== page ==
“It was hard for us when my mother left us. We couldn’t do anything so I said to myself ‘move on and keep working hard,'” Kelechi said in an interview with the Daily Mail.

His mother, being a teacher, wanted him to stay in school and focus on academics, but Kelechi could not stop working towards his dream of becoming a professional footballer.

After the 2013 U-17 World Cup, in which Kelechi was named player of the tournament, Manchester City paid Nigeria’s Taye Academy £350,000 for his signing. Delays in receiving a work permit meant Kelechi would train with Columbus Crew for 10 months after his signing. Then, Iheanacho began to play for Manchester City’s youth teams, scoring the only goal as Manchester City defeated Porto in the final of the 2014-15 Premier League International Cup.

In the summer of 2015, Kelechi earned a spot on Manchester City’s pre-season roster, and didn’t look back. He was promoted to the senior squad, and would go on to score 14 goals and 5 assists in 35 appearances, despite only starting 11 games.

The following season, he found opportunities limited, and he rightly sought a transfer to the Midlands this summer, becoming Leicester City’s 2nd most expensive signing ever after Islam Slimani. The 21-year-old has struggled to hit the ground running for the Foxes; getting on the pitch has been one thing, with injuries blighting his start to the season, but syncing with his new teammates has been another challenge. He completed a cameo performance against Manchester City today, but he is still yet to complete 90 minutes for Leicester City, coming closest to doing that in the 3-1 EFL Cup win over Leeds United, the game where he also recorded his first goal (and assist).

His inability to displace Shinji Okazaki, who is having his best spell in front of goal for Leicester, has been a major issue for the Nigerian striker, and the managerial instability at the King Power Stadium hasn’t helped either. Still, there’s a sense that Kelechi has been holding back and not imposing himself as much as he could.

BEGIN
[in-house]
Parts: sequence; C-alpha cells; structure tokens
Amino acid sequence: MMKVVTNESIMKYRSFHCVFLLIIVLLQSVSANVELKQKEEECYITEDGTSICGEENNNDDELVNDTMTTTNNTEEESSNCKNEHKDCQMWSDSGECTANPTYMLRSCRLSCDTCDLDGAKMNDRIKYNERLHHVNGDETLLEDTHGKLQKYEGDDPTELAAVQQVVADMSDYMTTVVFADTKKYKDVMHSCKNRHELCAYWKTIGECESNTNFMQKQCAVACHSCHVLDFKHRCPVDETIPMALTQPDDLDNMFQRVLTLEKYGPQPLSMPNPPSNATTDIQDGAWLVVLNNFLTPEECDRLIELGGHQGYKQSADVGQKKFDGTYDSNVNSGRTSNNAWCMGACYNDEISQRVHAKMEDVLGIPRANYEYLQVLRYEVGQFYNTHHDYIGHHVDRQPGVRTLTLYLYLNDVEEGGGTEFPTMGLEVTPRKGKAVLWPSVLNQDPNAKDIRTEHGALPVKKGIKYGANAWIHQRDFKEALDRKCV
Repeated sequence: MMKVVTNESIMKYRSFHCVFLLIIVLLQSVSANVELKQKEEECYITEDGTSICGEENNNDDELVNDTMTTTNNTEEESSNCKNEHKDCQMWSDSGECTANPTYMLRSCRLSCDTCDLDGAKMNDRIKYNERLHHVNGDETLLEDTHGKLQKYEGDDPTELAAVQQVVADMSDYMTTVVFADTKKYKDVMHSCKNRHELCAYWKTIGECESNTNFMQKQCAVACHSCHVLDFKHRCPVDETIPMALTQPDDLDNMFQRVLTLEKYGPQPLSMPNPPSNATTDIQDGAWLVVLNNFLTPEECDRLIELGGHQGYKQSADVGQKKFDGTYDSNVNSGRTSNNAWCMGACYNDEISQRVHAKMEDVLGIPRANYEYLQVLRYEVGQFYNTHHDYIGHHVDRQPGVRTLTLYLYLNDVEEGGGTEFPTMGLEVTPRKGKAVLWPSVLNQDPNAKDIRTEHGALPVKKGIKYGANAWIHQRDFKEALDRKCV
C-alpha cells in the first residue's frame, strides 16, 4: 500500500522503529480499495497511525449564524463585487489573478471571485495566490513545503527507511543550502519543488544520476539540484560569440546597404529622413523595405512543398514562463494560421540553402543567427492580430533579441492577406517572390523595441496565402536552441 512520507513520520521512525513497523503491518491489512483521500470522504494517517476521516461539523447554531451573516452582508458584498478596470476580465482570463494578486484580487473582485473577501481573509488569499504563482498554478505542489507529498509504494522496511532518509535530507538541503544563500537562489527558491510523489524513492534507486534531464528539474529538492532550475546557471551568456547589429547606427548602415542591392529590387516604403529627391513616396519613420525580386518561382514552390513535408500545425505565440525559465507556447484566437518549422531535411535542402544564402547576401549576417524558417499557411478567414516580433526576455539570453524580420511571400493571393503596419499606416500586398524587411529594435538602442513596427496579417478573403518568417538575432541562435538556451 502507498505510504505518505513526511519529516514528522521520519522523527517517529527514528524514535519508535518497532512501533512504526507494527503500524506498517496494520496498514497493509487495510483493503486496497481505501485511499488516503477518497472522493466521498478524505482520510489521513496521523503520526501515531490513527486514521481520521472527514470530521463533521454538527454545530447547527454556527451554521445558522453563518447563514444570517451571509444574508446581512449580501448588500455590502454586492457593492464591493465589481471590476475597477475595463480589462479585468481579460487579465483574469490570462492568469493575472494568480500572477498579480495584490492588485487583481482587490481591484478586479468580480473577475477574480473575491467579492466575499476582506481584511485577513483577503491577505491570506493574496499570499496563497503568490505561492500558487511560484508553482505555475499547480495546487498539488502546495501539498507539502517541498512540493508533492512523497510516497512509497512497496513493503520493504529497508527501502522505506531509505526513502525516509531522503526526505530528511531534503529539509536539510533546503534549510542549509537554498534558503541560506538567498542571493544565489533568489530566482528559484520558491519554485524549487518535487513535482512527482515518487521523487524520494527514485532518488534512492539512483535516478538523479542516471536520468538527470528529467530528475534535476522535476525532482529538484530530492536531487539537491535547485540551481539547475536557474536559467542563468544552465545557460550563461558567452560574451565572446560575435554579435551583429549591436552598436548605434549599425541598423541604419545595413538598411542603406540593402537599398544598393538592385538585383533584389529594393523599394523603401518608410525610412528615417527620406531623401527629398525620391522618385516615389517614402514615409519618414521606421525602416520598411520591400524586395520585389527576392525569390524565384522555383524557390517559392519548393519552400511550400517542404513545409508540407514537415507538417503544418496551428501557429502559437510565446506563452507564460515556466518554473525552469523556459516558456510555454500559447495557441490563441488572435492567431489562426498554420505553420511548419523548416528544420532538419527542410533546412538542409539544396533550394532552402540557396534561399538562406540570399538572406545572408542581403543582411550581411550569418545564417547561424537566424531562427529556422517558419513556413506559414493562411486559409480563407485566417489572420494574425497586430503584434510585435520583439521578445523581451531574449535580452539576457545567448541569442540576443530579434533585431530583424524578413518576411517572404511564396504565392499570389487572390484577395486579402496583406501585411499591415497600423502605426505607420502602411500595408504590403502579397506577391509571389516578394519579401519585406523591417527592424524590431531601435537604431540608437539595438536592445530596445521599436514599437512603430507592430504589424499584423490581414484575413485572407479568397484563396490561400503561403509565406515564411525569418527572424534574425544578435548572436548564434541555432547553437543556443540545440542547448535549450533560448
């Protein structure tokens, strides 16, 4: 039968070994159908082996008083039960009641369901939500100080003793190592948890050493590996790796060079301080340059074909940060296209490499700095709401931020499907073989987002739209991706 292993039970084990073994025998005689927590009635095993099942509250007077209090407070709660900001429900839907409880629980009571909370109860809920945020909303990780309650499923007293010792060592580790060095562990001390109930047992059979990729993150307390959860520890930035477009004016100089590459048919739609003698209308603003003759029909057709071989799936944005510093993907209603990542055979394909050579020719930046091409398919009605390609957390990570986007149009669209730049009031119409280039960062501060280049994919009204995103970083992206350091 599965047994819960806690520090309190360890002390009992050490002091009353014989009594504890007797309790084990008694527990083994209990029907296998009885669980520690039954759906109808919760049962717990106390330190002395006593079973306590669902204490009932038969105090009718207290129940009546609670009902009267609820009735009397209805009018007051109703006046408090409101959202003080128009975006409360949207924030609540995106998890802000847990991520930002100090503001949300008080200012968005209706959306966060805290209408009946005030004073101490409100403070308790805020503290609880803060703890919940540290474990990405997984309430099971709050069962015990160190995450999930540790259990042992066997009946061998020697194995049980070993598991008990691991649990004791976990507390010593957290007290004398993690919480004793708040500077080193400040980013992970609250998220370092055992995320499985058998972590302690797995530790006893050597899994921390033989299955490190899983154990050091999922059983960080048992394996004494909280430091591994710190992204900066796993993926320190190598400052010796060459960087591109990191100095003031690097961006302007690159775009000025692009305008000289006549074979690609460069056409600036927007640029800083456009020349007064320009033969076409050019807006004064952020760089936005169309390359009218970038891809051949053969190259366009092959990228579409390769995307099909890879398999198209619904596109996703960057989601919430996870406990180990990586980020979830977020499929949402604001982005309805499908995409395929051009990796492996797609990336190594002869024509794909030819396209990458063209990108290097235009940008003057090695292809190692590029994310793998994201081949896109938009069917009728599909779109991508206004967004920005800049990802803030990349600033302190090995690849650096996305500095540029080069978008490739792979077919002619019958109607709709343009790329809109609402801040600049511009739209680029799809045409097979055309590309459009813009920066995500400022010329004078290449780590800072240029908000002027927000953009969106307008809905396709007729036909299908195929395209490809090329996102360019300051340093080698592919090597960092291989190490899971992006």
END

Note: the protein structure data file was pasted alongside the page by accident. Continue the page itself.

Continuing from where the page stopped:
Tactically, there’s a lot more he could add to the team. For a player who started off as a playmaker with the Nigerian age grade teams, Iheanacho certainly has the ability to give more in build-up. And though the goals may not be rushing in yet, he can give a helping hand, assisting more established and confident members of the squad like Riyad Mahrez and Jamie Vardy.

Iheanacho has struggled with the national side as well. He’s lost his place in the first XI to the returning Odion Ighalo and hasn’t started as many competitive games as he would have wished. He’s scored three times for the Super Eagles this year, his goals coming in friendlies against Senegal, Togo, and Cameroon when Nigeria were already comfortably leading 3-0.

Nonetheless, his season may be set to undergo a renaissance. Starting against Argentina in a friendly on November 14, Kelechi terrorized Argentina’s defense, scoring their first goal en route to a 4-2 victory. With the appointment of Claude Puel, he may find more opportunities than under Craig Shakespeare, but it’s up to him to make the most out of those opportunities.

There’s light and the end of his proverbial tunnel. Iheanacho’s quality is not in doubt, and his record at Manchester City shows there’s still much potential to be tapped into; a natural playmaker with the finishing of a 9–there’s a reason he wears the #8 for the Foxes. He’ll have to put in more work while hoping that his Leicester City teammates can also raise their level.